Yeah, all well & good Bubba, but 3 sibling puppies shouts that there is a common cause (which probably rules out getting stuck on the way out) and sure the dam could have been exposed to some chemical that affected most or all of her pups ... but there's a very fair chance this IS going to be due to the ancestors. The genes aren't easily bred out, no - but they are sure as hell easily bred IN by careless line-breeding while trying to establish other phenotypical traits (like coats and colours, for the pet market).
OP there are quite a lot of old threds in the PDb memory-banks, do a Search for them. I hope somebody better versed in American bloodlines will be able to help with your question, but I dunno what the chances are of turning up a lot of info, given we are apparently talking ACA registrations rather than (the more usual) AKC ones.
Whatever you can blame it on, the damage is already done. A lot of epileptic dogs (whatever the original reason for their seizures) do okay on lifetime medication; but its not a pretty disease and it usually does shorten the lifespan. Commiserations to you and the other owners.
PS Important thing now is not to breed it on !
by Sunsilver on 18 January 2017 - 08:01
Two of the threads on here are about English dogs with epilepsy, and it can be traced back to German lines, of course.
Malcolm Willis, the geneticist talks of there being a 'threshold' for epilepsy - a certain number of genes have to be present for it to be expressed (cause the dog to have fits.) This is why there is a strong link between epilepsy and excessive linebreeding (inbreeding). THis was VERY much the case with the dogs in the 2 threads I've linked to.
The only reference I've been able to find so far to American dogs is that supposedly Woodacres Dakota and Stuttgart's Sundance Kid were carriers.
by Michaux on 18 January 2017 - 09:01
by Michaux on 18 January 2017 - 09:01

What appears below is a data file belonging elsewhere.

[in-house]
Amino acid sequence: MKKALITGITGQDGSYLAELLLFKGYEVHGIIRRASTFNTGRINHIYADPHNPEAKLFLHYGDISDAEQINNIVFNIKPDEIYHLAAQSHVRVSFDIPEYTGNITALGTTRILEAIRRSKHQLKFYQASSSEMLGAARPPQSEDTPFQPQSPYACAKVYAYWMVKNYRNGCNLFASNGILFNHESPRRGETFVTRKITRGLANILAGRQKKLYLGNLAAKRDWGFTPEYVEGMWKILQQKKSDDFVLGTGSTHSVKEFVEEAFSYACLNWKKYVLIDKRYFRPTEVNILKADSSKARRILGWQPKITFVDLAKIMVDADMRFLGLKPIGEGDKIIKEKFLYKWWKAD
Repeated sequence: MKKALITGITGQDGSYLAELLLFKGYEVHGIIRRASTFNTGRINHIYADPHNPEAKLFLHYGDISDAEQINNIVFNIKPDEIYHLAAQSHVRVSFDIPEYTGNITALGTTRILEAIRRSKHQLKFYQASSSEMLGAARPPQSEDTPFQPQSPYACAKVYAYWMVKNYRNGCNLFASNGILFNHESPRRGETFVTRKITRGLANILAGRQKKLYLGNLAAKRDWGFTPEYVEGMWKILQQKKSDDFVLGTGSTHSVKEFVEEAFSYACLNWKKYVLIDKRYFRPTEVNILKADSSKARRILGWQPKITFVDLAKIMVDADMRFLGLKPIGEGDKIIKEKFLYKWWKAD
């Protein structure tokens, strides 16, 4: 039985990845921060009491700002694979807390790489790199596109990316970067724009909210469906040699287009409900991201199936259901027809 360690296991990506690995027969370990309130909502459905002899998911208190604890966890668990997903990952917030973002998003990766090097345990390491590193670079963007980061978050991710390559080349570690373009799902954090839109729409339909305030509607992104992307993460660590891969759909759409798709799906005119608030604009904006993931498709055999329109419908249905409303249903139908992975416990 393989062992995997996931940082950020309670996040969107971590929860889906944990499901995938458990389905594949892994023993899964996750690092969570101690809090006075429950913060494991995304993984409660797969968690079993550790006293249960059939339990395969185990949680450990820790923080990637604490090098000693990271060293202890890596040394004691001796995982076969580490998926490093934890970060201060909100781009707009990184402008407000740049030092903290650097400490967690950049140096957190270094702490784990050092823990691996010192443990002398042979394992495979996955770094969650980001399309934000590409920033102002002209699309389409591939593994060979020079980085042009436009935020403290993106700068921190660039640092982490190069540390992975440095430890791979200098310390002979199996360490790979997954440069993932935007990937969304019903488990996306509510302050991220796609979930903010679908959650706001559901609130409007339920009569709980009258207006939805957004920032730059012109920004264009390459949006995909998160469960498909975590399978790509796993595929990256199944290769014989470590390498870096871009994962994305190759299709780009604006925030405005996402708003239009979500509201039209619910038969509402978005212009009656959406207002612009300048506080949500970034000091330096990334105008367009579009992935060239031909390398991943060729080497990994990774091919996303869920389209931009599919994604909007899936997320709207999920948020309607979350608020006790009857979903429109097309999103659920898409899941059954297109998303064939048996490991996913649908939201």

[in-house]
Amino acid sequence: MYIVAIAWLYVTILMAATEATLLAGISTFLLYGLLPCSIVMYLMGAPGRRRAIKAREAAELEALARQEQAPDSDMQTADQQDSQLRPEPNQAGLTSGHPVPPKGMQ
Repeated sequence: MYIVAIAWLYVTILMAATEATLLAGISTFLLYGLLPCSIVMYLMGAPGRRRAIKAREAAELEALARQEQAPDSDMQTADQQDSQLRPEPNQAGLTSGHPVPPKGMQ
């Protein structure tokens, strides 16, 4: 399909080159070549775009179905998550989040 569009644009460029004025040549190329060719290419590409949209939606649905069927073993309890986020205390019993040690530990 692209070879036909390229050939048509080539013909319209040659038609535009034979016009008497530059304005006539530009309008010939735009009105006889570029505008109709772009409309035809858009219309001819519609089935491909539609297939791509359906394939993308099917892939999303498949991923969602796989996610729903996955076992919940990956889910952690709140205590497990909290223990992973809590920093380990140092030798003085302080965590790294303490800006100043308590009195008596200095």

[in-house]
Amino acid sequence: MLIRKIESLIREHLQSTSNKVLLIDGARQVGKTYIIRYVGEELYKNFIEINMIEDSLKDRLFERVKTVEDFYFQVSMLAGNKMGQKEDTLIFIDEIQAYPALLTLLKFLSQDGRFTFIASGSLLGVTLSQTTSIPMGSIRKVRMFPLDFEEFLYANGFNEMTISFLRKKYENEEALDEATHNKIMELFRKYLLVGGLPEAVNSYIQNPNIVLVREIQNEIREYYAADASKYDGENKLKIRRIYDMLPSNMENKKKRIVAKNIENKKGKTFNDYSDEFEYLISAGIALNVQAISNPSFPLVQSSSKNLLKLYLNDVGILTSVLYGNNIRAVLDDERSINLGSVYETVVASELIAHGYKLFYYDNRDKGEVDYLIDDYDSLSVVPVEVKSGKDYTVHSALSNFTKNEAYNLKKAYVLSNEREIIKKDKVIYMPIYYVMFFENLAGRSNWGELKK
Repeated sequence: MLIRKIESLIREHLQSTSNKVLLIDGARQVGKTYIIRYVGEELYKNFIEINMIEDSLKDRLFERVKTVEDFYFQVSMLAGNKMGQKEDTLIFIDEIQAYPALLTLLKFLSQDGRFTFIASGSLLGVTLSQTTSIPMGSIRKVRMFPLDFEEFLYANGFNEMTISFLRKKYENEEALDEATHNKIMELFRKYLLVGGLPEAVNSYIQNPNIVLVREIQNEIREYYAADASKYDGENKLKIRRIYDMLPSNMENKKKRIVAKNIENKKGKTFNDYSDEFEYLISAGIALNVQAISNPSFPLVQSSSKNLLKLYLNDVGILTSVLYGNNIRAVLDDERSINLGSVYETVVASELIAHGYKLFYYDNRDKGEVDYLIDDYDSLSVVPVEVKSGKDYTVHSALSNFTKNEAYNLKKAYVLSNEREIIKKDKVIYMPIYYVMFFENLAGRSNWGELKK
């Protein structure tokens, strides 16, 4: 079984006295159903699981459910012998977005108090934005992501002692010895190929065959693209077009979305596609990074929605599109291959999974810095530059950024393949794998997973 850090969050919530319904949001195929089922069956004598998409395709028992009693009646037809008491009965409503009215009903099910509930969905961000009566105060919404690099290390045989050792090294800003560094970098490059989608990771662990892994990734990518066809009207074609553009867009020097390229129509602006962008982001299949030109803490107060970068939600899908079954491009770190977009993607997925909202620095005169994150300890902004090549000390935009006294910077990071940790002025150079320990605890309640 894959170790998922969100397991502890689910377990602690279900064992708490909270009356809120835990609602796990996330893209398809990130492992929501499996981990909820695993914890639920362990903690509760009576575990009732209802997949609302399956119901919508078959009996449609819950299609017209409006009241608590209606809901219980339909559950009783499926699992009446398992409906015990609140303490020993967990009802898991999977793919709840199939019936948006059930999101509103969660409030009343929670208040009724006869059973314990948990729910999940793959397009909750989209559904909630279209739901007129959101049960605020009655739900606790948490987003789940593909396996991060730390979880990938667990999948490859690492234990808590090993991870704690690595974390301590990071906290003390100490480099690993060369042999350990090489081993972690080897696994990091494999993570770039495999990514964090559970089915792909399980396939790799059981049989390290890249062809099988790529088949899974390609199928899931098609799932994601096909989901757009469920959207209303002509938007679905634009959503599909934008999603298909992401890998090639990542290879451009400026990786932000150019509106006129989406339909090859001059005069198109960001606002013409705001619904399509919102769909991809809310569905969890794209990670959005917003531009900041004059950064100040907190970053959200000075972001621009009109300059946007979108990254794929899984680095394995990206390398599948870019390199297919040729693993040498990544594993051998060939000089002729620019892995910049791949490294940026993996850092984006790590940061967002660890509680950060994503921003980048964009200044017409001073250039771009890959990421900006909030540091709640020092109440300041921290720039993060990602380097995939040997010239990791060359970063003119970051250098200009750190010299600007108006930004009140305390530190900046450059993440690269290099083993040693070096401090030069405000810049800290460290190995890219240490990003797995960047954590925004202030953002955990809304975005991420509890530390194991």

by Jenni78 on 18 January 2017 - 13:01
I'm not saying your dog's cause is the same, but you might still have some luck with what I mentioned in terms of care. Chemicals stress the body and lower the seizure threshold. There are supplements that are helpful for seizures, too. It's been a long time for me, so I don't want to give outdated info (this was back in 2000) but if you search for epilepsy care protocols, I'm sure you can find some good ones.
by Sunsilver on 18 January 2017 - 17:01
My mom had a springer spaniel that suffered from epilepsy. His was very well-controlled by medication, so I'd certainly give that a try. Despite the risks associated with the medication, he lived to be 13.
The maternal grandparent of your dog aren't on the database, and the paternal ancestors are mostly pets with no titles, so determining if epilepsy is in the dog's lineage really isn't possible. I'd talk to my vet, and check out any internet links you can find on canine epilepsy to see what might work to control the seizures. And certainly Jenni's suggestions are well worth a try!
As has been said above, epilepsy has multiple causes and triggers, other than genetic, though it certainly looks like it's genetic in this case, with 3 siblings all having fits.
For those of you into dog pedigrees, the threads linked to above identify this dog as the source for epilepsy in the British Alsatian dogs: Avon Prince of Alumvale, born 1954:
I can't help but look at the 2 V-rated German dogs in his pedigree, and wonder which one carried the genes, or maybe even suffered from epilepsy, but no one talked about it...